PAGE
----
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Social support is crucial for psychological and physical well-being. Yet, in experimental and clinical pain research, the presence of others has been found to both attenuate and intensify pain. To investigate the factors underlying these mixed effects, we administered noxious laser stimuli to 39 healthy women while their romantic partner was present or absent, and measured pain ratings and laser-evoked potentials to assess the effects of partner presence on subjective pain experience and underlying neural processes. Further, we examined whether individual differences in adult attachment style, alone or in interaction with the partner’s level of attentional focus (manipulated to be either on or away from the participant) might modulate these effects. We found that the effects of partner presence versus absence on pain-related measures depended on adult attachment style but not partner attentional focus. The higher participants' attachment avoidance, the higher pain ratings and N2 and P2 local peak amplitudes were in the presence compared to the absence of the romantic partner. As laser-evoked potentials are thought to reflect activity relating to the salience of events, our data suggest that partner presence may influence the perceived salience of events threatening the body, particularly in individuals who tend to mistrust others.

Concepts: Nervous system, Psychology, Mind, Developmental psychology, Attachment theory, Family therapy, Absenteeism, Attachment in adults

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Prediction of the age at aortic dissection for family members of aortic dissection patients would enhance early detection and clinical management. We sought to determine whether these dissections tend to cluster by age in family members of the dissection patients.

Concepts: Biology, Aortic dissection, Family therapy

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The current study explored differences in acceptance of telehealth interventions amongst currently licensed and future clinicians with a focus on web camera-based intervention. The influence of theoretical orientation was also assessed.

Concepts: Psychology, Clinical psychology, Psychiatry, Psychotherapy, Mental health professional, Family therapy, Clinical neuropsychology, Applied psychology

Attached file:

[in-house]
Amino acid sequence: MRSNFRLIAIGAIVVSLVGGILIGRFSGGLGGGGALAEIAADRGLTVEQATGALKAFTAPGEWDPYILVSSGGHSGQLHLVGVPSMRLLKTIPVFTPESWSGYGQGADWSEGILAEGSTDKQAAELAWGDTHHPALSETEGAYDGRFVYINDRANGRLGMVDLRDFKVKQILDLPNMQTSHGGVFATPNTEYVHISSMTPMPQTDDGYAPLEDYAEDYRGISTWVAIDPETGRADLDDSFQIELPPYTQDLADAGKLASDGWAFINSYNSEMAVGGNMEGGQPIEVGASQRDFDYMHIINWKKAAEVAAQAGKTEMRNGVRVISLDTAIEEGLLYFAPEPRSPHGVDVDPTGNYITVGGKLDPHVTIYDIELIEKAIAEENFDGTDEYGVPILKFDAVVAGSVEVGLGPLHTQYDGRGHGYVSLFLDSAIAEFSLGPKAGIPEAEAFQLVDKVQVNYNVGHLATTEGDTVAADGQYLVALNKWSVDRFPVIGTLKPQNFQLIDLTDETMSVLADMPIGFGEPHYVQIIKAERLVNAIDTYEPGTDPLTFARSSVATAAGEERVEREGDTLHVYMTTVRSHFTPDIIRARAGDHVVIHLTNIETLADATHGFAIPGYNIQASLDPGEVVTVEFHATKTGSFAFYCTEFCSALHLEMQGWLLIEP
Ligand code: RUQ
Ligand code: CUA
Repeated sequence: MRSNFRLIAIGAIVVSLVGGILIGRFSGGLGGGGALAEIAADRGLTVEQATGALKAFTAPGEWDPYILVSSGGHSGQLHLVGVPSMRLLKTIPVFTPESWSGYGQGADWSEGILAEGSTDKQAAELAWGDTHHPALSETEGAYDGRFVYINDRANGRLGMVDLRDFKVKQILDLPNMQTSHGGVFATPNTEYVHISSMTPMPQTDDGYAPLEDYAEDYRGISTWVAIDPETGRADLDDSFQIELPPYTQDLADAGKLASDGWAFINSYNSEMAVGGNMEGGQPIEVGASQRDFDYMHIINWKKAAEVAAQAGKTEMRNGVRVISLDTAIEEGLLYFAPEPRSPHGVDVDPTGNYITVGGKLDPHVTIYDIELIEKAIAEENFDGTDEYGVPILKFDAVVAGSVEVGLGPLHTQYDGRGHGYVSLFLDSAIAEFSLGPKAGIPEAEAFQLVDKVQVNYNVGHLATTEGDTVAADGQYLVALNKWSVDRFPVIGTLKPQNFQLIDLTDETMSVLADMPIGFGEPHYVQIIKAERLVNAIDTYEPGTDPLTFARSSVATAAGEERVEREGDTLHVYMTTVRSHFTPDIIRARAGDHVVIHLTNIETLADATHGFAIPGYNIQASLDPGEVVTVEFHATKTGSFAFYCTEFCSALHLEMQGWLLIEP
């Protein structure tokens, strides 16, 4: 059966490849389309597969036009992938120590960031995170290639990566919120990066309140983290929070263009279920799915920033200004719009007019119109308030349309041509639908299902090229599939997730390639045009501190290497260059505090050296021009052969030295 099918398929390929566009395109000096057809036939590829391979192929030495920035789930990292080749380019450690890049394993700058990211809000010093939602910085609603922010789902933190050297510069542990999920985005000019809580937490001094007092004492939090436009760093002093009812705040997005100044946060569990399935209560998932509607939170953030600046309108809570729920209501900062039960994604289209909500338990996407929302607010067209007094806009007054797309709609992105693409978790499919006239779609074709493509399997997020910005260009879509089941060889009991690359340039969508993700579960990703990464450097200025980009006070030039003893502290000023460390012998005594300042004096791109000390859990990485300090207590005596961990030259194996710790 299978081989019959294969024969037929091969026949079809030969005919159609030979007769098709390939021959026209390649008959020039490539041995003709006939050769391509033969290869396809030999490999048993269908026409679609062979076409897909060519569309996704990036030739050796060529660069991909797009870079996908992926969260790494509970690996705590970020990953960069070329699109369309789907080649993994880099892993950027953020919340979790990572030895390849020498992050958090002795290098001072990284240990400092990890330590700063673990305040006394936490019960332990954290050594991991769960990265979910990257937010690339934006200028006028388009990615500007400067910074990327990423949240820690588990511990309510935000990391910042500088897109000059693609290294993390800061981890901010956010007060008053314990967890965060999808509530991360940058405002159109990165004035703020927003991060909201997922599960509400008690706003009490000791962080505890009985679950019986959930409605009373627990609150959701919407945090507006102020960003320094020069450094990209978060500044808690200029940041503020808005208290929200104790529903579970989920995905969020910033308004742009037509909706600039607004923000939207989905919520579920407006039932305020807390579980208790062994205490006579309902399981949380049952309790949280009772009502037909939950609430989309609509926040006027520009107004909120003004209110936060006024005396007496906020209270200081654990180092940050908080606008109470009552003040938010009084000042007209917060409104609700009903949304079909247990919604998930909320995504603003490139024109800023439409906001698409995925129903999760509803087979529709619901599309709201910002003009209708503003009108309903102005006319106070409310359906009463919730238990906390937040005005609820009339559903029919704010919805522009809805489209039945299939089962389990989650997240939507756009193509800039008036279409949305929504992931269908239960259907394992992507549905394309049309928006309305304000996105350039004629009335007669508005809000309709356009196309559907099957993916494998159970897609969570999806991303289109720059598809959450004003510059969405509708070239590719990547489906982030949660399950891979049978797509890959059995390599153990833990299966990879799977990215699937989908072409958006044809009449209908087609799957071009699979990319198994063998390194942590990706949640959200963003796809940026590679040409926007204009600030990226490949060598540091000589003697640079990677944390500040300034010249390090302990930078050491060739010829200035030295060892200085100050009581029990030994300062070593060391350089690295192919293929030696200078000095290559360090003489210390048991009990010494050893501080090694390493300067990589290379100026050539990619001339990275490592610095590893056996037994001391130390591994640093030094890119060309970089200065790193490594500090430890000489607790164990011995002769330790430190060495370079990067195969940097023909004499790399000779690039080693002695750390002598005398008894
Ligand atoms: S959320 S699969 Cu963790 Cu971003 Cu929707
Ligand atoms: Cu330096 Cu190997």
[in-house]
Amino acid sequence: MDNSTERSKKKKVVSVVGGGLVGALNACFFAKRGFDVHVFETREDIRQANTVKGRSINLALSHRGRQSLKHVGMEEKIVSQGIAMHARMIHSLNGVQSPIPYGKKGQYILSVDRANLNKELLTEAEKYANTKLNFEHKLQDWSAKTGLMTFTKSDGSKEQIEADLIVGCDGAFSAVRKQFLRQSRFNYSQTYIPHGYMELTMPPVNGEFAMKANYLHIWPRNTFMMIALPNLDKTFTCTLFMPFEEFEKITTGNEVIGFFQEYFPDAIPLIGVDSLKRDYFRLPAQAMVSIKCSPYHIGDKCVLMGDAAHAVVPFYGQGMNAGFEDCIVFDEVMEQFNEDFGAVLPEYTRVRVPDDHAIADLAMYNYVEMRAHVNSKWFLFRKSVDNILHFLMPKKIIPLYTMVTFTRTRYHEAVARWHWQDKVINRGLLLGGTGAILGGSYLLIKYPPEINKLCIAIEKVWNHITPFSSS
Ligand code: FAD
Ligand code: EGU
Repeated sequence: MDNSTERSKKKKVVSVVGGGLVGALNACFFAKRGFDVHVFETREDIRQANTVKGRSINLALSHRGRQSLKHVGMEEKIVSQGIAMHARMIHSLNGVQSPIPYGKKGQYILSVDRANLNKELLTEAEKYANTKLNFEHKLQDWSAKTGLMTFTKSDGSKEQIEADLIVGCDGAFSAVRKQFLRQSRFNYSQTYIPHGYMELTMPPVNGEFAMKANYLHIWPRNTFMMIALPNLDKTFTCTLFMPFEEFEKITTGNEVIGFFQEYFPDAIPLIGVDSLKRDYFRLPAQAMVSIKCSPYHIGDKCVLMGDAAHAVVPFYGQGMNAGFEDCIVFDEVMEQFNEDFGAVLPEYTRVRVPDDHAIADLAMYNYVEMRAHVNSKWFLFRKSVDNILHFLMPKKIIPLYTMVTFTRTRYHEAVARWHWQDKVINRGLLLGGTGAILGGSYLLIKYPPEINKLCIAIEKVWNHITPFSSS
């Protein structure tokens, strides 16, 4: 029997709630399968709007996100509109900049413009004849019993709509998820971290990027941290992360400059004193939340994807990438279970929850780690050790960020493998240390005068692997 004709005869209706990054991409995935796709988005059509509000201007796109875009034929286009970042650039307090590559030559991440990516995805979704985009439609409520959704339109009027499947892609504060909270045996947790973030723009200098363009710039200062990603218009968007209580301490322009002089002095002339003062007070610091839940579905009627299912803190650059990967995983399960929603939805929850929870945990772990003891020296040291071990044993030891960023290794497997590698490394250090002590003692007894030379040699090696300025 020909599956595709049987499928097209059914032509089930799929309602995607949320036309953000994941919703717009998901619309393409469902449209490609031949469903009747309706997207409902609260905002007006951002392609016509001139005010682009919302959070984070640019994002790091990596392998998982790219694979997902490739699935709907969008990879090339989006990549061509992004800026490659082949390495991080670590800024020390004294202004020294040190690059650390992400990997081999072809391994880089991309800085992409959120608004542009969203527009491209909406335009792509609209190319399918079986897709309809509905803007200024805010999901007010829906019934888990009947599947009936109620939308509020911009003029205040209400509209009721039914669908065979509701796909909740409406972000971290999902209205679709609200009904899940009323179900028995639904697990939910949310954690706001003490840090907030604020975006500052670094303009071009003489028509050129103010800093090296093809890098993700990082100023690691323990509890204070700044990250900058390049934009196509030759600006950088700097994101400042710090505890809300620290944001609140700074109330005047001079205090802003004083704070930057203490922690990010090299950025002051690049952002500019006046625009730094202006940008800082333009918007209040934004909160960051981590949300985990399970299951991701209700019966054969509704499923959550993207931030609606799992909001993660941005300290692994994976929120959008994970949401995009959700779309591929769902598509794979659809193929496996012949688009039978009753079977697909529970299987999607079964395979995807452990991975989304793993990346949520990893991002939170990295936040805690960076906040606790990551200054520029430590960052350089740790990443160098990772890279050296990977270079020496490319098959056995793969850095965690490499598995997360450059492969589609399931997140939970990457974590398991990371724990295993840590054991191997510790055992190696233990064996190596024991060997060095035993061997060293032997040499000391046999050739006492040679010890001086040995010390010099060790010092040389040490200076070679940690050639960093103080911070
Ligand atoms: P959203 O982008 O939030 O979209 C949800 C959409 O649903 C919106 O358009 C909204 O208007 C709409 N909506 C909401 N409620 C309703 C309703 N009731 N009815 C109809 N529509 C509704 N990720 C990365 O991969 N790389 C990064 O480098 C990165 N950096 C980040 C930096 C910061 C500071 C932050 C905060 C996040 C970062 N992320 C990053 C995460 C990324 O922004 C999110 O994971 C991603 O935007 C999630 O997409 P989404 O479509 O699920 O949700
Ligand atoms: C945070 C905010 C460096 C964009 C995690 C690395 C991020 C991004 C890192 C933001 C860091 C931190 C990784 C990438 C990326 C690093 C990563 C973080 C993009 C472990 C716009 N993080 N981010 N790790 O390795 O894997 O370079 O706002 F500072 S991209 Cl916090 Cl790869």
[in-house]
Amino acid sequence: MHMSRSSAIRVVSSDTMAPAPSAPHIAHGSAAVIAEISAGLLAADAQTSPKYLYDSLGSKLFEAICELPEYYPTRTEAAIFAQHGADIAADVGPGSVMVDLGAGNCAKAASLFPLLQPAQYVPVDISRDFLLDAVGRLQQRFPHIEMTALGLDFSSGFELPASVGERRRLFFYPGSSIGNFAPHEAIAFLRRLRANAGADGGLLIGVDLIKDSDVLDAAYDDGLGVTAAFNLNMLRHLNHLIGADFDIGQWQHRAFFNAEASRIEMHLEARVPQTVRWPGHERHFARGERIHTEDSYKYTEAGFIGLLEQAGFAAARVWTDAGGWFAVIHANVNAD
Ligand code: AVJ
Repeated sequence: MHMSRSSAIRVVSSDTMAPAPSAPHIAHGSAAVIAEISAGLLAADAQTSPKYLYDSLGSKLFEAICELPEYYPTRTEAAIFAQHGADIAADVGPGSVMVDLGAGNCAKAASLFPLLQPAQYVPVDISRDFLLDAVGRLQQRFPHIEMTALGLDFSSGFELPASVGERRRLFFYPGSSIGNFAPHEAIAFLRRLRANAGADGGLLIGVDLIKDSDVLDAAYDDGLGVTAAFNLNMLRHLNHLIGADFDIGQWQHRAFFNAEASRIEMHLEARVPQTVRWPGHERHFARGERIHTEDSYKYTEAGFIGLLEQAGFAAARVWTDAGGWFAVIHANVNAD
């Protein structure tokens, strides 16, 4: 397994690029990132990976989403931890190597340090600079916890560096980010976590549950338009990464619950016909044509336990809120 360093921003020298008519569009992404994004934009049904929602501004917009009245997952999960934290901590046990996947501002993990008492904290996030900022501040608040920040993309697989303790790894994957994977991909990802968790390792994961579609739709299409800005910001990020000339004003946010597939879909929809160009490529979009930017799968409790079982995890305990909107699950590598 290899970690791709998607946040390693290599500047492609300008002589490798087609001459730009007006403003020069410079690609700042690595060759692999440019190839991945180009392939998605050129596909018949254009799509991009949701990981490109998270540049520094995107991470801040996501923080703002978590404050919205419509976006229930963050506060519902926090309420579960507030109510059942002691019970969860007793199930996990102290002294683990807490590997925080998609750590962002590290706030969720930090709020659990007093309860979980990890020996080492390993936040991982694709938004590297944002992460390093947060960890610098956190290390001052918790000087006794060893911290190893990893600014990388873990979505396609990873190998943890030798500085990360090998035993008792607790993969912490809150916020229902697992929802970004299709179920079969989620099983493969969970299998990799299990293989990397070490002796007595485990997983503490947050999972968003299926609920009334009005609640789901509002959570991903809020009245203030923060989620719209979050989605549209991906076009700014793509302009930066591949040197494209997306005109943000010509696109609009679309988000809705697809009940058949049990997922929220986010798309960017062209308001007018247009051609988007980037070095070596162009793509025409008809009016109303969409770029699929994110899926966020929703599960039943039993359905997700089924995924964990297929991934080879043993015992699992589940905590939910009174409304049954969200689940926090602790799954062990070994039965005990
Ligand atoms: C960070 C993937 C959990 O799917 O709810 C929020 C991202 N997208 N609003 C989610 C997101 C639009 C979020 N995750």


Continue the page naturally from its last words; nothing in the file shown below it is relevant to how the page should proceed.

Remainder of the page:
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Bipolar disorder (BD) is a highly incapacitating disease typically associated with high rates of familial dysfunction. Despite recent literature suggesting that maternal care is an important environmental factor in the development of behavioral disorders, it is unclear how much maternal care is dysfunctional in BD subjects.

Concepts: Family, Family planning, Bipolar disorder, Mother, Nuclear family, Family therapy, Cinderella effect, Dysfunctional family

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OBJECTIVE: The present study examined variables related to the quality of the therapeutic alliance in out-patients with schizophrenia. We expected recovery orientation and insight to be positively, and self-stigma to be negatively associated with a good therapeutic alliance. We expected these associations to be independent from age, clinical symptoms (i.e. positive and negative symptoms, depression), and more general aspects of relationship building like avoidant attachment style and the duration of treatment by the current therapist. METHODS: The study included 156 participants with DSM-IV diagnoses of schizophrenia or schizoaffective disorder in the maintenance phase of treatment. Therapeutic alliance, recovery orientation, self-stigma, insight, adult attachment style, and depression were assessed by self-report. Symptoms were rated by interviewers. RESULTS: Hierarchical multiple regressions revealed that more recovery orientation, less self-stigma, and more insight independently were associated with a better quality of the therapeutic alliance. Clinical symptoms, adult attachment style, age, and the duration of treatment by current therapist were unrelated to the quality of the therapeutic alliance. CONCLUSION: Low recovery orientation and increased self-stigma might undermine the therapeutic alliance in schizophrenia beyond the detrimental effect of poor insight. Therefore in clinical settings, besides enhancing insight, recovery orientation, and self-stigma should be addressed.